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Artwork by Tsukioka Yoshitoshi

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About the Artist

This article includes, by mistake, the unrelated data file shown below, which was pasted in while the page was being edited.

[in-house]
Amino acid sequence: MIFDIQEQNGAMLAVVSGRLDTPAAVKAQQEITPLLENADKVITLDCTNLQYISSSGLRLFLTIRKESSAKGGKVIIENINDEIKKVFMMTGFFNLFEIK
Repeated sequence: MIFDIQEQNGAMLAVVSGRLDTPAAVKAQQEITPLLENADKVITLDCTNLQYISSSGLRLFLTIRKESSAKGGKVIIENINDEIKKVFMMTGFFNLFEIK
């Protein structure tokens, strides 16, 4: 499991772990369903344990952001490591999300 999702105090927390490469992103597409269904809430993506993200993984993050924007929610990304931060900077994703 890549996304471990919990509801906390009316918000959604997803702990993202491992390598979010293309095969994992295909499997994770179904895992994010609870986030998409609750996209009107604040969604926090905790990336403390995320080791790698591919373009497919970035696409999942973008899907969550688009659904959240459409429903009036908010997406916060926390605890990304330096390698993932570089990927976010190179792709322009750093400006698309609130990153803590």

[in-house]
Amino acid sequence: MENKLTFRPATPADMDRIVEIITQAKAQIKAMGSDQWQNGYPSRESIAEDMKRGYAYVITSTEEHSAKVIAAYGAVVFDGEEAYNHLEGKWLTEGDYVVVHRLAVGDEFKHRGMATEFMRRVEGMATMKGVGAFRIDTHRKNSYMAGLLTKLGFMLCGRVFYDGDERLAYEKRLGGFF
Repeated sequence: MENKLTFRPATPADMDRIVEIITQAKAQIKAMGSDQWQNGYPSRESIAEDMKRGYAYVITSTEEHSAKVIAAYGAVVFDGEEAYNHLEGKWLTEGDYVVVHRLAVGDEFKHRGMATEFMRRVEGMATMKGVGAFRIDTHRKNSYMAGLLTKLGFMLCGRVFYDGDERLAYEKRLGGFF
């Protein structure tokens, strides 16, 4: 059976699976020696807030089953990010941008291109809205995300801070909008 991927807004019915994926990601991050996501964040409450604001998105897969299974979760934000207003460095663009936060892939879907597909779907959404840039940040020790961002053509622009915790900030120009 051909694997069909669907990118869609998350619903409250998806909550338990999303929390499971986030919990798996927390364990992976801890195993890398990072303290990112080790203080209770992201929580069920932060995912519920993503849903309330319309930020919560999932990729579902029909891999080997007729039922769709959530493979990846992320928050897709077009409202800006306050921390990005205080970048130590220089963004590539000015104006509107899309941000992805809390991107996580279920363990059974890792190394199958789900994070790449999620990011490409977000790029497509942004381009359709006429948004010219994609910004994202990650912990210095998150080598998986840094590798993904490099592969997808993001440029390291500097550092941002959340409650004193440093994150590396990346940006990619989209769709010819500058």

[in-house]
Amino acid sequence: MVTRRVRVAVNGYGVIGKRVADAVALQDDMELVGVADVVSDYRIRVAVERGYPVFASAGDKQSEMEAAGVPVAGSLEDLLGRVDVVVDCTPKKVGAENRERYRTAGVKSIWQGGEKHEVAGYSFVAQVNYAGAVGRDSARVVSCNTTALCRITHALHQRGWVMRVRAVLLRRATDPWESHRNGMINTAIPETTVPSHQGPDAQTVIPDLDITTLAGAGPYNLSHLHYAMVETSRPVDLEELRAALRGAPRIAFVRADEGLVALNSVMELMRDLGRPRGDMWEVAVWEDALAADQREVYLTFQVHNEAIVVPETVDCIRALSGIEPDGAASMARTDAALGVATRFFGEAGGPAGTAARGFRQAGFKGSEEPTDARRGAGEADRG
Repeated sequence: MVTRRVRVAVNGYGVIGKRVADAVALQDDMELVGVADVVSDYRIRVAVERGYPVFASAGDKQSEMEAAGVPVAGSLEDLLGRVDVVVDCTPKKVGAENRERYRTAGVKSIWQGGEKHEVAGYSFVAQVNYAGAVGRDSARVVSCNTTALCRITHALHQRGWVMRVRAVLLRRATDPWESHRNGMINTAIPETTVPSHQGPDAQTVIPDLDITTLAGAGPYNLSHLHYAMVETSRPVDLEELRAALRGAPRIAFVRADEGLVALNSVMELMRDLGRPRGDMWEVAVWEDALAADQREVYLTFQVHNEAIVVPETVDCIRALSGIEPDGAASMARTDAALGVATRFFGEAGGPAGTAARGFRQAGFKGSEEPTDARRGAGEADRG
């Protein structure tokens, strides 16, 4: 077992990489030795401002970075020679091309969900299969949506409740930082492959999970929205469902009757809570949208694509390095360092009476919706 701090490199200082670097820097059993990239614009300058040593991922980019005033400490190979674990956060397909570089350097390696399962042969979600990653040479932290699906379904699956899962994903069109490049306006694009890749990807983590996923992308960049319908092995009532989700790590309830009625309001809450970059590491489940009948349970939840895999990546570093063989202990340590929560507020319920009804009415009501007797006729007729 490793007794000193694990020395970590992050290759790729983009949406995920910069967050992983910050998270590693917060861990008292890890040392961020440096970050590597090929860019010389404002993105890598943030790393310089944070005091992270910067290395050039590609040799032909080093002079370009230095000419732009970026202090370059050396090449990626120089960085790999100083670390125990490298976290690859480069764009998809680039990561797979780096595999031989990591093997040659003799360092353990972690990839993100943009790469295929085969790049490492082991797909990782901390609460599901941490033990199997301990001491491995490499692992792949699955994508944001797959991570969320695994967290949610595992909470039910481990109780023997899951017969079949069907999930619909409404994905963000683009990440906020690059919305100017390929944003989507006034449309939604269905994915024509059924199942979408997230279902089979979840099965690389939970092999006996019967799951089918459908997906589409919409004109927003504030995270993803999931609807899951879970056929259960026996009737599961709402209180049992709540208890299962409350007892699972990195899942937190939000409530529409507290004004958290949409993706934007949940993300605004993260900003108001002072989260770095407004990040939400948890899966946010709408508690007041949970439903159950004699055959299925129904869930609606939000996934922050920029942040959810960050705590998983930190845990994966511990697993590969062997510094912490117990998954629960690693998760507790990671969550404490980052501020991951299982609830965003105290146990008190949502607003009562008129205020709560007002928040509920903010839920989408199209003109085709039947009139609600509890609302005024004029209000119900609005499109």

Born during the last decades of feudalism in Japan, Yoshitoshi became an apprentice of the great Ukiyo-e artist Kuniyoshi around the age of eleven, publishing his first full-color print at the age of fourteen. He was ranked the tenth most popular Ukiyo-e artist of the day by the age of twenty six when his focus was actors and warriors. With the fall of the feudal regime in 1868, evidence of the gore linked to fighting between the contending forces was found in his imagery. One Hundred Aspects of the Moon was begun in 1885 and was completed just before the artist's death in 1892. It was wildly popular even as it was being produced. New designs were eagerly awaited, with editions selling out before dawn on the day of publication. Together the 100 images form a panorama of Japanese history and legend depicting the richness and subtlety of traditional Japanese culture. This image represents a popular Kyogen drama--a type of filler mini-play that serves to space acts in the Noh plays. The fox figure is in process of transforming from human to fox.